SHARE
Food
Credit: Beyond Sushi

New York City is known to many as a melting pot of cultures, languages, traditions and history, each of which provides a treat for all the senses. In recent years, the Big Apple has become synonymous with many things: some of the best museums and galleries worldwide (Metropolitan Museum of Art, Guggenheim Museum and Hearst Gallery,  a wide variety of classic films set in NYC (think Taxi Driver, Do The Right ThingThe Apartment) and a diverse and happening cultural and events program.

It is due to this rich and colorful background that New York now offers some of the most enjoyable culinary tourism there is. Whether it’s a Caribbean roti, Chinese dumplings, Cuban cubanas or Jewish kugels – you name it, New York’s got it. With this fusion of foods and cultures, it’s no wonder that the food industry in New York is thriving. Between bloggers, Instagrammers, columnists and celebrity chefs, not a single taste or palate remains uncatered for.

Bloggers

Food blogging has spread like wildfire in the last decade and has become an art in and of itself. With high quality photography, personal yet well-written editorial content, and excellent recipes, the world of food blogging has made cooking more accessible. Although traditional cookbooks still hold a lot of charm, they have always been an expensive way to pique interest for hobby cooks. Blogs are quick and easy to create these days for anyone with a passion for sharing their favorite restaurants and recipes, meaning there’s a wide variety of advice and recommendations out there. Food blogs provide an endless selection of recipes from all around the world at your fingertips at any given time. Another advantage to food blogs, is the fact that if you comment with a question beneath a certain recipe or post, you are almost always guaranteed an informed answer from the blogger themselves; such digital discourses around food is generally one of the biggest motivations for food bloggers, aside from the financial rewards. NYC food blogger recommendations: Grub Street & Smitten Kitchen.

Instagrammers

Most of our Instagram accounts are filled to the brim with food shots. Many of these can be swiftly ignored – there’s only so many filtered brunch photos of the perfectly poached egg that one can take – however there are some NYC-centric foodies on social media who will make you want to visit the capital the next chance you can. Social media has given a platform to everyone with a smartphone and nowadays, with the right hashtag or simply just ahead-of-the-trend restaurant stops, one photo can easily go viral and be picked up for articles worldwide. When it comes to food hashtags however, be careful what you tag; First We Feast provides an excellent and humorous breakdown of the foodie hashtags. NYC food Instagrammer recommendations: Eating NYC & NYC Dining.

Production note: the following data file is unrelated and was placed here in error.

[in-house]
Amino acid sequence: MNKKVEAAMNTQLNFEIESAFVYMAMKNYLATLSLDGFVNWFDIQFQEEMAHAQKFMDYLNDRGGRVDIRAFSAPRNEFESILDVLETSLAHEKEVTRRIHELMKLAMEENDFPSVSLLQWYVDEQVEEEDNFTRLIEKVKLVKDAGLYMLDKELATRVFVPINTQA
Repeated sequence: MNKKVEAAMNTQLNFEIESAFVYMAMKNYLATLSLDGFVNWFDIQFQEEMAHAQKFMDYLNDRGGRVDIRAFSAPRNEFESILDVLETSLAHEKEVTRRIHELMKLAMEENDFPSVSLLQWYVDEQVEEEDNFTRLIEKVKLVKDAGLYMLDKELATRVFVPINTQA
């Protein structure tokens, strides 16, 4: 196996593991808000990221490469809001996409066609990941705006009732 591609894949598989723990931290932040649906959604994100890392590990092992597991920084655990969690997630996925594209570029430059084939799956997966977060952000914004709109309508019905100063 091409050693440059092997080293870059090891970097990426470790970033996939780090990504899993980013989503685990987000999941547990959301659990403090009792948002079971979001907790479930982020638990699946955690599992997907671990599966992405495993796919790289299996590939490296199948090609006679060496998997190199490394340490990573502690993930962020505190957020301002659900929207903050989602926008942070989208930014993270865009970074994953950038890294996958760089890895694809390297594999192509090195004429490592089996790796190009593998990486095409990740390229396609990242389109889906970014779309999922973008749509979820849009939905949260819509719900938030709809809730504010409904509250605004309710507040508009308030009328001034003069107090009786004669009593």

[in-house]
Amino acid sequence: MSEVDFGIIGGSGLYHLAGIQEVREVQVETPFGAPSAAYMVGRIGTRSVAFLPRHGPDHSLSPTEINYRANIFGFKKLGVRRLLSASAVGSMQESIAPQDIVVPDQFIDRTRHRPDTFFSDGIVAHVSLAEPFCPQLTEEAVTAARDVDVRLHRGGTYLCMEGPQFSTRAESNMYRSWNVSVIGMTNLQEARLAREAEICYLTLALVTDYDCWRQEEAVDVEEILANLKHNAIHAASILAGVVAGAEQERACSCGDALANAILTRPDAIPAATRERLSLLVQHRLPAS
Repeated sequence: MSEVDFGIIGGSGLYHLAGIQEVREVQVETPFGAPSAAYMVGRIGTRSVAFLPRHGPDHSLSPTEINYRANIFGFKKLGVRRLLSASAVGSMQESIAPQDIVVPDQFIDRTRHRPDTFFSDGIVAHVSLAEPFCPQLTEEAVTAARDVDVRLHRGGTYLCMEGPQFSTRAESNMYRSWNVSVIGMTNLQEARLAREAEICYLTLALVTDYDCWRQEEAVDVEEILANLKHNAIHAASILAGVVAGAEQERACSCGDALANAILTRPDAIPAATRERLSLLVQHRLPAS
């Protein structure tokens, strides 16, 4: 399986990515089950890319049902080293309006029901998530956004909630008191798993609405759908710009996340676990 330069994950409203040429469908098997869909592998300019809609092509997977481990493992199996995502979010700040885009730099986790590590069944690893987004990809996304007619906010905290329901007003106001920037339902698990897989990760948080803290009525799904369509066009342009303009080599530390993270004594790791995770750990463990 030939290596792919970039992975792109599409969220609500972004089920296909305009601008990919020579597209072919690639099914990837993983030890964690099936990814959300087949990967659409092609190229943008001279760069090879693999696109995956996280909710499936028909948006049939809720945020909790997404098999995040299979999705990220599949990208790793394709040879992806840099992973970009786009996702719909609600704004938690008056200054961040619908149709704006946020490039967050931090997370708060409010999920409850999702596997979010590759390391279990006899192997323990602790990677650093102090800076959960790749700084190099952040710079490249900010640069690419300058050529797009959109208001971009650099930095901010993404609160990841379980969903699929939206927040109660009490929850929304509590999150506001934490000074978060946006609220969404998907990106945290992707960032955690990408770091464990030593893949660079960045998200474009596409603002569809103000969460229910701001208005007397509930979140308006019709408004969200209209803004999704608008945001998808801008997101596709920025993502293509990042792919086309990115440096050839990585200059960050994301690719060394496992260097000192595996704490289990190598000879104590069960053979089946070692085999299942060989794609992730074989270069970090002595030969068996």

Columnists

For the newspaper/magazine readers, fear not; food writing does of course extend to the world of food columns. After all, this is what food journalism was born out of. Despite the rise of digital food writing, print will always have a place in our hearts. There’s nothing like picking up the latest issue of The New Yorker and reading the food section to find out which restaurant or bar has just opened their doors. With few or no accompanying food photos, columnists rely on the art of writing more so than both bloggers and Instagrammers. Traditional food critics are still invited to every restaurant opening in the city in order to write a piece for the relevant magazine, journal or newspaper.  Columnist recommendation: Pete Wells of The New York Times.

NO COMMENTS

Leave a Reply